Ponte Vecchio
(Italian pronunciation: pon-tay   vay-kyoh)

The Ponte Vecchio is the oldest bridge in Florence, not only because it is the only one which survived WW II, but also because it stands on the site of at least three precedent bridges; one in Roman times, the one that was ruined in 1117, and the one destroyed when the Arno flooded in 1333.  On July 18th 1345 the new bridge was finished: its 43 little shops brought to the Commune 80 golden Florin a year.  The bridge so greatly admired now was built by Neri di Fioravante in 1345 as a solid but elegant structure with three arches.  It is characterized by the small houses that line both sides of the bridge.  In the 14th century these rows of buildings had a much more regular appearance, but as time went by various changes and additions led to their current picuresque varitey.  At about the center of the span over the river, the buildings are interrupted by a widening of the roadway, thus furnishing a fine view of the Arno and the other bridges.  Originally, it was at the same time, a bridge, a market and a square.  Even today with its extraordinary architectural and urban features, the Old Bridge is a symbol of Florence.  The bridge crosses the river in its narrowest point and it is the oldest bridge of Florence. It has three bays and it is so wide that it contains two porticoes with shops that once were butchers’ or greengrocers’.  At the end of 16th century, Ferdinand the 1st settled goldsmiths and jewelers in the shops.  This bridge was the only one which the German army saved from the bombs.  The big flood in 1966 injured the bridge very much and also the shops, so that many jewels were lost.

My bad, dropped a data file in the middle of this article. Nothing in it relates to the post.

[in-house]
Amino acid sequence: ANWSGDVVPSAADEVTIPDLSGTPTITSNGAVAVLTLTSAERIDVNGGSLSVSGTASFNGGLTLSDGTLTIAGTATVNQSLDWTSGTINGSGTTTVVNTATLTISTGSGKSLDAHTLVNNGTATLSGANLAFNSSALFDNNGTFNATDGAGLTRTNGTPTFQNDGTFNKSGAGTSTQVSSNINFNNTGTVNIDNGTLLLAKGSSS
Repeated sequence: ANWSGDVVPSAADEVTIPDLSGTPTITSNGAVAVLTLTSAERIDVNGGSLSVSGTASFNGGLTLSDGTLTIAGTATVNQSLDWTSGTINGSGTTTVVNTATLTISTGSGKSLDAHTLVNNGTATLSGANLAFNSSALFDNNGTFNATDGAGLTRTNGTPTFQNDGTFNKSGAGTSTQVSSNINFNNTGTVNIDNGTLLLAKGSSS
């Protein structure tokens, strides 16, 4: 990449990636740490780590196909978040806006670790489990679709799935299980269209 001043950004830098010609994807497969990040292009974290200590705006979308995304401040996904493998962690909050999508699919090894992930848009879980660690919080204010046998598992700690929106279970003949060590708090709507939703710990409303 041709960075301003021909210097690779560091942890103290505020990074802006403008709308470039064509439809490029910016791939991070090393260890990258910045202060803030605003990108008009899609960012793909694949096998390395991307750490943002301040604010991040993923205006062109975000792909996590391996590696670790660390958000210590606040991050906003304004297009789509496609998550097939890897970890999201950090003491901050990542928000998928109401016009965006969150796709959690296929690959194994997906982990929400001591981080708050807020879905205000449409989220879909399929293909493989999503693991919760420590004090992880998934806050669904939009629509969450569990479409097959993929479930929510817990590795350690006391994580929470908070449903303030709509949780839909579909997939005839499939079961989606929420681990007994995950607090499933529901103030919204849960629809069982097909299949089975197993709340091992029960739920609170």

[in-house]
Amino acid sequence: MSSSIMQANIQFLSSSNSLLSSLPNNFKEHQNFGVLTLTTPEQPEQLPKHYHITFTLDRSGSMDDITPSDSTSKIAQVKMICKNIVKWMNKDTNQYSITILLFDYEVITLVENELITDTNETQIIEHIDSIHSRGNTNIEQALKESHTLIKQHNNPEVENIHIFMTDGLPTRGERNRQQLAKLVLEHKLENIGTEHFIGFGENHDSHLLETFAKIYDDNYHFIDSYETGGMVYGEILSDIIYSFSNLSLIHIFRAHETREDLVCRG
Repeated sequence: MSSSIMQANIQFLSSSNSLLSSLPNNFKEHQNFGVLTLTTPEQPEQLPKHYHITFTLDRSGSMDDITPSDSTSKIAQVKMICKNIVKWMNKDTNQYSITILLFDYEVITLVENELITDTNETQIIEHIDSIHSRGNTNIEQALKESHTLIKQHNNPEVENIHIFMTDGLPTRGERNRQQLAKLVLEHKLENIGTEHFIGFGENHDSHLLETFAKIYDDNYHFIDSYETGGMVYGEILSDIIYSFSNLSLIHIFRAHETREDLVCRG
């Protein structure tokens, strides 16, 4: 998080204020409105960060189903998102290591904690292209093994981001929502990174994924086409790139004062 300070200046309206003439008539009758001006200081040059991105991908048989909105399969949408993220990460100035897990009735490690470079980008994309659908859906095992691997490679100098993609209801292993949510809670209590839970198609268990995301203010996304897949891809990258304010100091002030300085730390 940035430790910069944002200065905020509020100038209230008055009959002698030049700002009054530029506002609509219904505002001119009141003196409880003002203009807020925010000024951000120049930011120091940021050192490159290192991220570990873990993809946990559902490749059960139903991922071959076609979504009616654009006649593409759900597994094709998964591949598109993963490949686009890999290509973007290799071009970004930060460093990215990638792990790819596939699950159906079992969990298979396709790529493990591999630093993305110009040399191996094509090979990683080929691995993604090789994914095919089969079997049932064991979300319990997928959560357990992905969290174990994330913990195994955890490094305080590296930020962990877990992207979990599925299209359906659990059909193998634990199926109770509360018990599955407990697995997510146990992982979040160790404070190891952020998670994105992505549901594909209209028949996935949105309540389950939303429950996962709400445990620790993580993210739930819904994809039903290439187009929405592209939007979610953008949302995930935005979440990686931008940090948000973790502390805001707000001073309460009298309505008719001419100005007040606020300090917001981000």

Vasari's Corridor passes along over the bridge, above the buildings.  It allowed Cosimo I to reach Palazzo Pitti from Palazzo Vecchio without running any risks.  Ever since the 16th century the shops on the bridge have been the laboratory and shops of goldsmiths.  Earlier, they housed butcher shops.